“Creating the Hartford Youth Service Corps was a personal priority for me from day one, and through the Youth Service Corps we’ve been able to give more than two hundred young people the chance to earn a paycheck, contribute to their community, and put themselves on a path to education or employment, no matter what mistakes they’ve made in the past,” said Mayor Bronin.  “We’ve been able to fund this program entirely with private contributions, and I’m so grateful to the funders who stepped up last year and again this year to make the Youth Service Corps possible.  We should all be proud of the hundreds of young men and women who’ve made the choice and the commitment to work with the Youth Service Corps, to improve their City, and to set their personal aspirations higher.”

The YSC creates a part-time, year-round employment opportunity for young people ages 16 – 24.  It is designed to give structure, coaching, and paid work experience to young people who face significant challenges including involvement with the criminal justice system, chronic absenteeism or failure to obtain a high school diploma, involvement in gangs, homelessness, and foster care.  During the first year of the YSC, members have done a variety of projects including shoveling snow for seniors and disabled residents, cleaning up many of Hartford’s parks, working with young students in after-school programs, and supporting a variety of non-profits in their work.

Last year, Mayor Bronin raised $2.2 million and this year he raised $2.5 million for the YSC.  Funders include: Barbara Dalio and the Dalio Foundation, the Travelers Foundation, the Newman’s Own Foundation, United Technologies Corporation, The Hartford, the Aetna Foundation, and Key Bank.

“OPP is excited to officially kick off the Youth Service Corps’ second year, which is backed by the vision and support of Mayor Bronin and our many generous partners,” said Hector Rivera, Chief Operating Officer at Our Piece of the Pie.  “We’ll continue to engage more than 200 of Hartford’s most in-need youth, helping them develop a good work ethic and aiming them towards long-term success, all while building up their ownership and pride in our community.”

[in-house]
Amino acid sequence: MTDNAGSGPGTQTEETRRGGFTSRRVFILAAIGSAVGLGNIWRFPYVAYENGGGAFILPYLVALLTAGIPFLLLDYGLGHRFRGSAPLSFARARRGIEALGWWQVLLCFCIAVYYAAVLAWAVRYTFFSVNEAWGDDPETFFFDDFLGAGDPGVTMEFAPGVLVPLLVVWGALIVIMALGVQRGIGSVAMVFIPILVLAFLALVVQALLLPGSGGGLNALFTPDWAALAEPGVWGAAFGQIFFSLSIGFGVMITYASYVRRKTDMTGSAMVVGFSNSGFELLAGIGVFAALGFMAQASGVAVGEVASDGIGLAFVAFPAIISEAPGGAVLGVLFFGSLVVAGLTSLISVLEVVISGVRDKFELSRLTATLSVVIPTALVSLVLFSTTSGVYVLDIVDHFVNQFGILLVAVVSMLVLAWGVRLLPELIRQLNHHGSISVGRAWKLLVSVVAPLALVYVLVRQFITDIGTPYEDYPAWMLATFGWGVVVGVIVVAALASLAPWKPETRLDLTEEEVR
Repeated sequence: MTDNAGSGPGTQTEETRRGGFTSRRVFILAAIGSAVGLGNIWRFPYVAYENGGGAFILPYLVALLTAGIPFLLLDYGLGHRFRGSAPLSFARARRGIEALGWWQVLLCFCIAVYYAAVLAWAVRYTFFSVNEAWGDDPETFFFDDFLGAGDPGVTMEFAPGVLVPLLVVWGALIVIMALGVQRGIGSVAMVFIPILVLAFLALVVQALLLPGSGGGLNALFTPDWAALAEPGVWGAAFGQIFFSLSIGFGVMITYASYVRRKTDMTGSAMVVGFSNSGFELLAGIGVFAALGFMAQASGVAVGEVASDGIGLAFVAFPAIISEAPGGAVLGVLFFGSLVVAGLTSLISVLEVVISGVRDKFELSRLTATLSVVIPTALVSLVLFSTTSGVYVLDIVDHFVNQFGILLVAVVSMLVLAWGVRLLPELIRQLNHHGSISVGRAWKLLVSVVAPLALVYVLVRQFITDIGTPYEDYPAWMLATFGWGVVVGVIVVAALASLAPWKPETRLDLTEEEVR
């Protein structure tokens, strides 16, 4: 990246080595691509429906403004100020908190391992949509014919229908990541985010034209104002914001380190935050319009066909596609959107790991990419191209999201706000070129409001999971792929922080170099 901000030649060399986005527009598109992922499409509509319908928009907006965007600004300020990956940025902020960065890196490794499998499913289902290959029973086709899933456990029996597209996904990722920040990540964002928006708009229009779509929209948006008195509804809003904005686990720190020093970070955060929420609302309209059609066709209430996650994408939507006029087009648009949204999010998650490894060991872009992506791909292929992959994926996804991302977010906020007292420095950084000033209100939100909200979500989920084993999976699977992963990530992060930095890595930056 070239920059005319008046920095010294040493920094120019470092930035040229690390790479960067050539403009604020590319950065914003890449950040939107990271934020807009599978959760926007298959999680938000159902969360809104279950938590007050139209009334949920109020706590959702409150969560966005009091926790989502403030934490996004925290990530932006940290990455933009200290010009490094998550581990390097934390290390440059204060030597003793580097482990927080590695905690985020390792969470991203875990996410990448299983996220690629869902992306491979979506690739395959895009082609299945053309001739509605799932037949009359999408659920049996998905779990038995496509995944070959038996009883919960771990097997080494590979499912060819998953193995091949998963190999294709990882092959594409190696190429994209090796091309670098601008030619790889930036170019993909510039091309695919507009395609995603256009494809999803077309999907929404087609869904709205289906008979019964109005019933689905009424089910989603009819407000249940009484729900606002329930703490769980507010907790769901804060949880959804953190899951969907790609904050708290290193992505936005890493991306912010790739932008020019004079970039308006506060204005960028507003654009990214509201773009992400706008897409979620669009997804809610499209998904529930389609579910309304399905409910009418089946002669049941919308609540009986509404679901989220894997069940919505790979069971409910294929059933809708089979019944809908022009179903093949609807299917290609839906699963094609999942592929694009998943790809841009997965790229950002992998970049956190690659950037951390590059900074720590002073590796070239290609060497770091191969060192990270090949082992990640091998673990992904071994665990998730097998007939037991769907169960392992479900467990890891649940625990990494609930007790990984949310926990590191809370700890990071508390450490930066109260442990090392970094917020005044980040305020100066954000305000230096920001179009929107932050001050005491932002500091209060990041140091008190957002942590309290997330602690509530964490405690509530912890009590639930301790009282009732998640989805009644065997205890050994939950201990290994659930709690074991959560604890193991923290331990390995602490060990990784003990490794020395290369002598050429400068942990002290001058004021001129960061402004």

“We are thrilled by the Hartford Youth Service Corps’ accomplishments realized through teamwork,” said Barbara Dalio of the Dalio Foundation.  “Young people have worked hard to make a difference for their community while gaining valuable experience and skills in pursuit of their goals.  They are inspirational examples for us all.  We are proud to support them.”    

“The Hartford Youth Service Corps is a unique program, providing opportunities not only for those involved but also for the city, and we’re proud to be part of it,” said Erin Haberman, Senior Program Officer of the Travelers Foundation.  “The initiative is contributing to the vitality of our neighborhoods and helping participants build necessary skills for full-time employment.” 

“Supporting the Hartford Youth Service Corps is a natural extension of the Newman’s Own Foundation’s commitment to empower people and communities, as we continue Paul Newman’s legacy of giving and creating opportunities,” said Bob Forrester, President and CEO of Newman’s Own Foundation. “The Hartford Youth Service Corps is a very special way to engage city youth in employment, while at the same time providing experiences and support for their continued development as productive and contributing members of society. We’re pleased to see the success of the program so far, and we’re hopeful that it will be a model for other cities nationally."

“We are excited by the positive influence Hartford's Youth Services Corps has had in empowering young adults through service opportunities that benefit our neighborhoods,” said Diane Cantello, vice president of corporate sustainability at The Hartford. “The Hartford is committed to building safe, strong, and successful communities, and having members of the Hartford Youth Services Corps prevail is important to that mission.”





HARTFORD CITY HALL ADDRESS: 550 Main Street, Hartford, CT 06103 PHONE: (860)757-9311 HOURS: 8AM - 5PM